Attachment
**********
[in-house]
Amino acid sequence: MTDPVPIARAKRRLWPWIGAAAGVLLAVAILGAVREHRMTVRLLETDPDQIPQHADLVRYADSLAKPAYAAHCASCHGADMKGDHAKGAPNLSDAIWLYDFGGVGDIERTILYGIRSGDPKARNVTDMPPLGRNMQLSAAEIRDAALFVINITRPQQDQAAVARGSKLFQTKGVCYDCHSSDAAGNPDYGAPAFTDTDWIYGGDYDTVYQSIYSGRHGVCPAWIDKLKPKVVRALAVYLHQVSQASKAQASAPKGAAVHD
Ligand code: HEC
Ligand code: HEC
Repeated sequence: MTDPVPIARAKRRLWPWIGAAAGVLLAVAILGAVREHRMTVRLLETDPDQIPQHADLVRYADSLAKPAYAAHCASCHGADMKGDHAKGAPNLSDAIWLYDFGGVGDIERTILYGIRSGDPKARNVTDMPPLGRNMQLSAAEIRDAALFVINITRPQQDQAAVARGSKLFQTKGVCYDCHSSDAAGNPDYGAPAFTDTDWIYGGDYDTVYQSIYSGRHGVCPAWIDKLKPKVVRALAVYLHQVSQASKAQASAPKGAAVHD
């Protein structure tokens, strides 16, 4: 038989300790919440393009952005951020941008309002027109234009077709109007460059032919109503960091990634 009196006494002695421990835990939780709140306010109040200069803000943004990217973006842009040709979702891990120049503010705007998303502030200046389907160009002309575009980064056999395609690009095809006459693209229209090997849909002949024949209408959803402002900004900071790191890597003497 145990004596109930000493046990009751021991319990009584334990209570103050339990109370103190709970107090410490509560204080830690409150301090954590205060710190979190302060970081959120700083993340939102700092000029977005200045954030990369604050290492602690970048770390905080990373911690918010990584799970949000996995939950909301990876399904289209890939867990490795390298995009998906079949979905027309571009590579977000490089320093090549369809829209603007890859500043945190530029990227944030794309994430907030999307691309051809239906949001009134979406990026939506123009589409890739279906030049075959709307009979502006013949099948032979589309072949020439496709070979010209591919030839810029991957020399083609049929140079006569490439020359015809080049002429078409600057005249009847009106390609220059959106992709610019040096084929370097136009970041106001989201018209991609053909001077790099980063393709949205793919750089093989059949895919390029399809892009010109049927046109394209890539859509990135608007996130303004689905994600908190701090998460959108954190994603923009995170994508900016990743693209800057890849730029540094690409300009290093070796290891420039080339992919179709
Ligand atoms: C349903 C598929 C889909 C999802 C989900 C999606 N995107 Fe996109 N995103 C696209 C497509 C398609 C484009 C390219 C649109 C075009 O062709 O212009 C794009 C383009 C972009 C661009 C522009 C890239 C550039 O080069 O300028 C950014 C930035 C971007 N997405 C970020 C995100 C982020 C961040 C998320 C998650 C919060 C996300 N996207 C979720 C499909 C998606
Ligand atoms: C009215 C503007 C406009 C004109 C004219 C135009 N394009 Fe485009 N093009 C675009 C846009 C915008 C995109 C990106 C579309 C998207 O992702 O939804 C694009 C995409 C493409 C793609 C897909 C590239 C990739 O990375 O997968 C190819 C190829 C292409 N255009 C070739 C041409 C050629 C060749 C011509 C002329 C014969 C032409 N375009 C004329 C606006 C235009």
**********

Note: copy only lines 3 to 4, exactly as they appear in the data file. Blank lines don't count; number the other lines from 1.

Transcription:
Ligand code: HEC
Ligand code: HEC